How will CIPS measure the success of its big changes?

A few weeks ago now, CIPS (the Chartered Institute of Procurement and Supply) announced the result of the consultation process on proposed governance changes. It proved to be a vindication and a victory for the Board of Trustees, with over 75% of those who responded agreeing with the Board’s recommendations. That means no more democratic voting for members to elect Congress and (indirectly) Trustees, and no more CIPS Presidents.

I campaigned for a proper consultation to be held, as it looked at one point that CIPS might just force through the  changes – and indeed had already made some (such as abolishing Congress) which it should not have done without such consultation. I wanted to retain some democracy, which I genuinely thought would be the result of the consultation. I also wanted CIPS to retain the President’s role, which I thought might be a close call in terms of wider opinion.  I “lost” convincingly on both those counts.

One learning from this is to beware of the positive reinforcement or “echo chamber” effect. The vast majority of people I spoke to – and who responded to my quick survey I ran here – agreed that democracy should be retained. I can only assume they were generally people similar to me, perhaps a lot of older members, Fellows or perhaps just liked-minded folk –  which is why they read my stuff here or on LinkedIn. But I really thought I would “win” on that point, only to find a clear majority disagreed with me.

What is really disappointing is that only one person ever debated with me publicly and was prepared to discuss the issues a little on LinkedIn. So either those who voted with the Board don’t hold very strong views or are terrified of my amazing debating powers… who knows! But my point is that it’s easy to think that “everyone agrees with me”. We must be careful not to fall into that trap when it comes to important business decisions too. Look for the contrary view, for the person who doesn’t agree with you.

So, CIPS members, you no longer have a vote. CIPS is similar now to your gym or the AA, where your “membership” means you are a customer with a right to use the service, not the National Trust or CAMRA (just to take two organisations I’m a member of) where you have a vote and hence play a (minor) role in the running and governance of the organisation.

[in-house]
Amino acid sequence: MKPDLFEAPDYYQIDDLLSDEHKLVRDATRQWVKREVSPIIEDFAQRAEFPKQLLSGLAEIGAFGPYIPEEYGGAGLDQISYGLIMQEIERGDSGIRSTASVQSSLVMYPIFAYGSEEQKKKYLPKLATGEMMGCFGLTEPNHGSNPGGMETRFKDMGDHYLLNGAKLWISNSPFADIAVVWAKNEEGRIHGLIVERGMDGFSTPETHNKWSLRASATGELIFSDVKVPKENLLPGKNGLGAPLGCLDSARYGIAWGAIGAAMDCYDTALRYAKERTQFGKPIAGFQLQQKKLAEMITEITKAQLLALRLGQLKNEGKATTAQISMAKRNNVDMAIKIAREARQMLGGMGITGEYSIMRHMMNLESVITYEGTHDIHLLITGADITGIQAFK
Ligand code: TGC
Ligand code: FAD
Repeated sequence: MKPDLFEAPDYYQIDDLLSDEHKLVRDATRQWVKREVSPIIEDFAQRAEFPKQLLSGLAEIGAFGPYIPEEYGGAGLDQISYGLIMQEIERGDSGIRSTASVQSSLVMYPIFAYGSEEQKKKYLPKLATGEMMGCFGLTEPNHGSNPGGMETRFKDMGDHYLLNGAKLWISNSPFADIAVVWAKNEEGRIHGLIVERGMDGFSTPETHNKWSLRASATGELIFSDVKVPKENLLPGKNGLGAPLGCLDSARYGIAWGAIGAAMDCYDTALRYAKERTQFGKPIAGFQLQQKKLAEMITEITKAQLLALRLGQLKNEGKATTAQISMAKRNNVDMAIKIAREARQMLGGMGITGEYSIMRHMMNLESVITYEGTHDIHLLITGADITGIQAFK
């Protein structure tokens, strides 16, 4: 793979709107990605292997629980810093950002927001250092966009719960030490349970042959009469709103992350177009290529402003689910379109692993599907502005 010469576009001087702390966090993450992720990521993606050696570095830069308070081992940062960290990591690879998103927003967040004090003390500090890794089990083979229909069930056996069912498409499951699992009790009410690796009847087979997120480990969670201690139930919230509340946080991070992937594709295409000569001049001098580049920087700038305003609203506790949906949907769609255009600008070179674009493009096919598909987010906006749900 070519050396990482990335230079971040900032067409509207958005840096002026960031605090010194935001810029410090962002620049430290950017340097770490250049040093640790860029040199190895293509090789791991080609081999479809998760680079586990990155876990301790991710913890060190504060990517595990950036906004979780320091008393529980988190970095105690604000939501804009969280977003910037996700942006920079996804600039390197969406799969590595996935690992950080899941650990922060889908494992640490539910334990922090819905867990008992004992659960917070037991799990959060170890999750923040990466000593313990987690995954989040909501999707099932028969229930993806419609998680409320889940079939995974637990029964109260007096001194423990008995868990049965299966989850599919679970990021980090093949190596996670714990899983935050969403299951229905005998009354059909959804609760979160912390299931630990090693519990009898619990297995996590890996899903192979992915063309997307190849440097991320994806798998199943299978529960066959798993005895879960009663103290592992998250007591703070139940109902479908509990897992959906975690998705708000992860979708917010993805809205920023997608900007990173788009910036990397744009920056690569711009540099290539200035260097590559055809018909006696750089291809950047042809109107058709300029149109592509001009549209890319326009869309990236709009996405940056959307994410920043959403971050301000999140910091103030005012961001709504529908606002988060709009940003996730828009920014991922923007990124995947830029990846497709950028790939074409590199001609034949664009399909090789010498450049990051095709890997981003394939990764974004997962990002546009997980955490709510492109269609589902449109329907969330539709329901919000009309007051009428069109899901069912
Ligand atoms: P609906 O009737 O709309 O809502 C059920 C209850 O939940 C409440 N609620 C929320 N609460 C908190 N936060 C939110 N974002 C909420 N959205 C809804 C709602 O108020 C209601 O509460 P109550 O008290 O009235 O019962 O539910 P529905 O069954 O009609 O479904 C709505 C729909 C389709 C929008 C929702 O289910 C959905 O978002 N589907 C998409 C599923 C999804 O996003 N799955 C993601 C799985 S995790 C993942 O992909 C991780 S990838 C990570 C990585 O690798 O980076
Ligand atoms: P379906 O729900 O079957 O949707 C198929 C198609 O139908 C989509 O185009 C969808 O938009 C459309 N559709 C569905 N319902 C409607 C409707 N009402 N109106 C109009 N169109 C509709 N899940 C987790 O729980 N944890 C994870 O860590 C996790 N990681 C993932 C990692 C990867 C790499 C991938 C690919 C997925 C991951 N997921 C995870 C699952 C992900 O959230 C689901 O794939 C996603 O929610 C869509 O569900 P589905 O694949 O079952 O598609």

Nothing wrong with that, but you might feel differently when you don’t have that role. You certainly expect a good product (service) from the gym or the AA – you act like a buyer, not a “member”, I suspect.  So this change might just focus CIPS members’ minds on what they get from the Institute, which would not be a bad thing.  

And CIPS faces a challenging competitive situation. There have never been as many options for professionals wanting to feel part of a community, or to access useful intellectual property, information and knowledge, or to participate in events.  Much of what is available in those areas is free to users too. Even on the qualification side, which is CIPS’ main area of competitive advantage, new options are emerging.

The other point I’ve been considering is how will the CIPS Board measure the success of these changes? Here are some suggestions.

  1. The new appointment process will lead to better people sitting on the Board, says CIPS. OK, that is somewhat subjective, but lets compare the Board membership in 2 years’ time with where it was in 2021. But I’d also want to know how active Board members are. How many meetings or  CIPS events (both large-scale and branch type meetings) did they attend? It is no good having high profile global CPOs as Board members if they never turn up or actively support CIPS and its members.
  2. CIPS will appoint a range of people to fulfil representational roles instead of a President, they say. So let’s measure media coverage of CIPS “representatives” as a reasonable proxy for activity.  In my opinion, CIPS really missed out by not having a Presidential figurehead as a spokesperson during the pandemic.  The CEO did his bit, but he had a business to run in difficult circumstances too.  
  3. Another aim of the new structures is to improve member engagement. So let’s see the number of branch and other meetings organised by or for members, including virtual gatherings of course, and number of attendees – those seem like good measures. Plus perhaps number of “projects”, task forces, groups or whatever set up for particular purposes or to carry out a piece of work.
  4. Ultimately, the best measures are probably the core metrics – full members of CIPS and total revenues.

We won’t be able to judge whether the changes have paid off for a while, so let’s see where the Institute is in two years’ time. Put May 2024 in your diary. Whether I will still be interested enough in procurement matters to be writing about it then is another matter altogether!

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